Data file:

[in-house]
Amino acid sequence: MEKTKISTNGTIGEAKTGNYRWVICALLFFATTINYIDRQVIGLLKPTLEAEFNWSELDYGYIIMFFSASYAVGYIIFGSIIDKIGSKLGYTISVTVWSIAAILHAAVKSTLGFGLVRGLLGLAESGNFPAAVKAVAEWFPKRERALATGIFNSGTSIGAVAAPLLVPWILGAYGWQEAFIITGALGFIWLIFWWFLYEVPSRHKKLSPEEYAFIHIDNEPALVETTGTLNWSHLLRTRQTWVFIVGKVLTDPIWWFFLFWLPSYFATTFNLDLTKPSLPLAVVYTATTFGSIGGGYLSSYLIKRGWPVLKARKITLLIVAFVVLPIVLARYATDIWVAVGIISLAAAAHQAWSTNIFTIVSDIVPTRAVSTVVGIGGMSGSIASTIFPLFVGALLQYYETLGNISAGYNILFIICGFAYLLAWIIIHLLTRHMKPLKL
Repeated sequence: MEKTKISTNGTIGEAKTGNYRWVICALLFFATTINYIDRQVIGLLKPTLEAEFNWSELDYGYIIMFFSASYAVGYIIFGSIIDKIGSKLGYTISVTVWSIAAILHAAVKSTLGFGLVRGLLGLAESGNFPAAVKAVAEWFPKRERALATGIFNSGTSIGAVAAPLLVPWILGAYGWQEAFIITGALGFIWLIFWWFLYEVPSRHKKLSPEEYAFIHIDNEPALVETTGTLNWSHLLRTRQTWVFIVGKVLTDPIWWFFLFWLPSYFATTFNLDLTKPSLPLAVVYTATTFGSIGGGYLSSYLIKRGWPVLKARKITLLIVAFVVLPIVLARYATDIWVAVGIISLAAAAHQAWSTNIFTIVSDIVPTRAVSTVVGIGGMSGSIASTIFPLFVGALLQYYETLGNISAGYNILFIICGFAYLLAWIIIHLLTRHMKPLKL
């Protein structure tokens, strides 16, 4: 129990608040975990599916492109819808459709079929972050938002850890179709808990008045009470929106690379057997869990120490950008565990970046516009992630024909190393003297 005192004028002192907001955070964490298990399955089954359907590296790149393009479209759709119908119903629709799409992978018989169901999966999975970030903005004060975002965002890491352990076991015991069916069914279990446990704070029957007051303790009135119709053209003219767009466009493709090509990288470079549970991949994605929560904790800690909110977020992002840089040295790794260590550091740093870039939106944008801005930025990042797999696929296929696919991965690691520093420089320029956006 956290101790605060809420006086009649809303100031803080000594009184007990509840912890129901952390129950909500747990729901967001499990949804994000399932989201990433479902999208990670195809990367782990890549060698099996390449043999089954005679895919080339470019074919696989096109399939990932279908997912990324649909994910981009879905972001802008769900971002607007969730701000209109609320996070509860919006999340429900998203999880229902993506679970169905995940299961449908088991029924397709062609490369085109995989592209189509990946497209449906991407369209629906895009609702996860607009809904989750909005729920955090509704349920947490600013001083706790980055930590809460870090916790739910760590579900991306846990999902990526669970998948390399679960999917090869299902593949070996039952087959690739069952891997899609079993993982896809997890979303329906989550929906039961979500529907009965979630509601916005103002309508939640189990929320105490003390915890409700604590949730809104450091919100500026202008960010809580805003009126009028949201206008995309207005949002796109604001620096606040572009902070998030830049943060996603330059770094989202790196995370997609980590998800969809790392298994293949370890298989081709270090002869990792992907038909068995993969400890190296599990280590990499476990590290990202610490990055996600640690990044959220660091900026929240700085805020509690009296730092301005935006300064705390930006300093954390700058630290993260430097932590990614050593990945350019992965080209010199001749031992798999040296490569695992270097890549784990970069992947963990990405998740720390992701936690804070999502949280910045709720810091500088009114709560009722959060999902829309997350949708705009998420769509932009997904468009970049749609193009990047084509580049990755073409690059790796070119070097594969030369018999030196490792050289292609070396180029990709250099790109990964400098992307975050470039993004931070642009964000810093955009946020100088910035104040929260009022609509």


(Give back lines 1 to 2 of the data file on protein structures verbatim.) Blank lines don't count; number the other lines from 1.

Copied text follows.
[in-house]
Amino acid sequence: MEKTKISTNGTIGEAKTGNYRWVICALLFFATTINYIDRQVIGLLKPTLEAEFNWSELDYGYIIMFFSASYAVGYIIFGSIIDKIGSKLGYTISVTVWSIAAILHAAVKSTLGFGLVRGLLGLAESGNFPAAVKAVAEWFPKRERALATGIFNSGTSIGAVAAPLLVPWILGAYGWQEAFIITGALGFIWLIFWWFLYEVPSRHKKLSPEEYAFIHIDNEPALVETTGTLNWSHLLRTRQTWVFIVGKVLTDPIWWFFLFWLPSYFATTFNLDLTKPSLPLAVVYTATTFGSIGGGYLSSYLIKRGWPVLKARKITLLIVAFVVLPIVLARYATDIWVAVGIISLAAAAHQAWSTNIFTIVSDIVPTRAVSTVVGIGGMSGSIASTIFPLFVGALLQYYETLGNISAGYNILFIICGFAYLLAWIIIHLLTRHMKPLKL